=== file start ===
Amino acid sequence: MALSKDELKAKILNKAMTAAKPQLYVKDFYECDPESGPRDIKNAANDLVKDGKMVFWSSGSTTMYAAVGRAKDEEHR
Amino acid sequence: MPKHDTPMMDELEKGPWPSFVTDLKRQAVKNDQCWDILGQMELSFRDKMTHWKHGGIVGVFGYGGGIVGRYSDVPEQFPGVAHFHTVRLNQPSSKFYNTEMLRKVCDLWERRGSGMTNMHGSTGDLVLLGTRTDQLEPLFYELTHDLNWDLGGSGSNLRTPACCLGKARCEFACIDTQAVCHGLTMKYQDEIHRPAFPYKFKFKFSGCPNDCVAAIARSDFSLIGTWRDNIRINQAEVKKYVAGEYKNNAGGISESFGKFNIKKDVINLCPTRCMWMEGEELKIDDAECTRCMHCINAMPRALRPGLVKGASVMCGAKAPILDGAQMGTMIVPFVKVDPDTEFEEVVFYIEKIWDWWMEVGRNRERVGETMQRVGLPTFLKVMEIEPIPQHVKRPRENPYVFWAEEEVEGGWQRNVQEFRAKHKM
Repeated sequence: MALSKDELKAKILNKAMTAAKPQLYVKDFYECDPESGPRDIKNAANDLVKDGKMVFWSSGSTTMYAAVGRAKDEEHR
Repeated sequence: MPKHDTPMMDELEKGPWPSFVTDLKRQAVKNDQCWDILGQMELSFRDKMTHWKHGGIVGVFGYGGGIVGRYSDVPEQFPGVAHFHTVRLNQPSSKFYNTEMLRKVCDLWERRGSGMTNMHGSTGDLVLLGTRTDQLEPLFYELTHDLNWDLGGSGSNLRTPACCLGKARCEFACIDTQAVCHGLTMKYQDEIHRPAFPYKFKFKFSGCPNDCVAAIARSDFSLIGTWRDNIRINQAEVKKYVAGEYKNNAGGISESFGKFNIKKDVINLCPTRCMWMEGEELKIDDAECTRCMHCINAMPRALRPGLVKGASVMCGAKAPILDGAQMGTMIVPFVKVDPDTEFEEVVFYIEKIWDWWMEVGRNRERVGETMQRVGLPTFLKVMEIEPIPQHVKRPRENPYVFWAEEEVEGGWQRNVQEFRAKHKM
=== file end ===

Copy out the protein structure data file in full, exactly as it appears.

Amino acid sequence: MALSKDELKAKILNKAMTAAKPQLYVKDFYECDPESGPRDIKNAANDLVKDGKMVFWSSGSTTMYAAVGRAKDEEHR
Amino acid sequence: MPKHDTPMMDELEKGPWPSFVTDLKRQAVKNDQCWDILGQMELSFRDKMTHWKHGGIVGVFGYGGGIVGRYSDVPEQFPGVAHFHTVRLNQPSSKFYNTEMLRKVCDLWERRGSGMTNMHGSTGDLVLLGTRTDQLEPLFYELTHDLNWDLGGSGSNLRTPACCLGKARCEFACIDTQAVCHGLTMKYQDEIHRPAFPYKFKFKFSGCPNDCVAAIARSDFSLIGTWRDNIRINQAEVKKYVAGEYKNNAGGISESFGKFNIKKDVINLCPTRCMWMEGEELKIDDAECTRCMHCINAMPRALRPGLVKGASVMCGAKAPILDGAQMGTMIVPFVKVDPDTEFEEVVFYIEKIWDWWMEVGRNRERVGETMQRVGLPTFLKVMEIEPIPQHVKRPRENPYVFWAEEEVEGGWQRNVQEFRAKHKM
Repeated sequence: MALSKDELKAKILNKAMTAAKPQLYVKDFYECDPESGPRDIKNAANDLVKDGKMVFWSSGSTTMYAAVGRAKDEEHR
Repeated sequence: MPKHDTPMMDELEKGPWPSFVTDLKRQAVKNDQCWDILGQMELSFRDKMTHWKHGGIVGVFGYGGGIVGRYSDVPEQFPGVAHFHTVRLNQPSSKFYNTEMLRKVCDLWERRGSGMTNMHGSTGDLVLLGTRTDQLEPLFYELTHDLNWDLGGSGSNLRTPACCLGKARCEFACIDTQAVCHGLTMKYQDEIHRPAFPYKFKFKFSGCPNDCVAAIARSDFSLIGTWRDNIRINQAEVKKYVAGEYKNNAGGISESFGKFNIKKDVINLCPTRCMWMEGEELKIDDAECTRCMHCINAMPRALRPGLVKGASVMCGAKAPILDGAQMGTMIVPFVKVDPDTEFEEVVFYIEKIWDWWMEVGRNRERVGETMQRVGLPTFLKVMEIEPIPQHVKRPRENPYVFWAEEEVEGGWQRNVQEFRAKHKM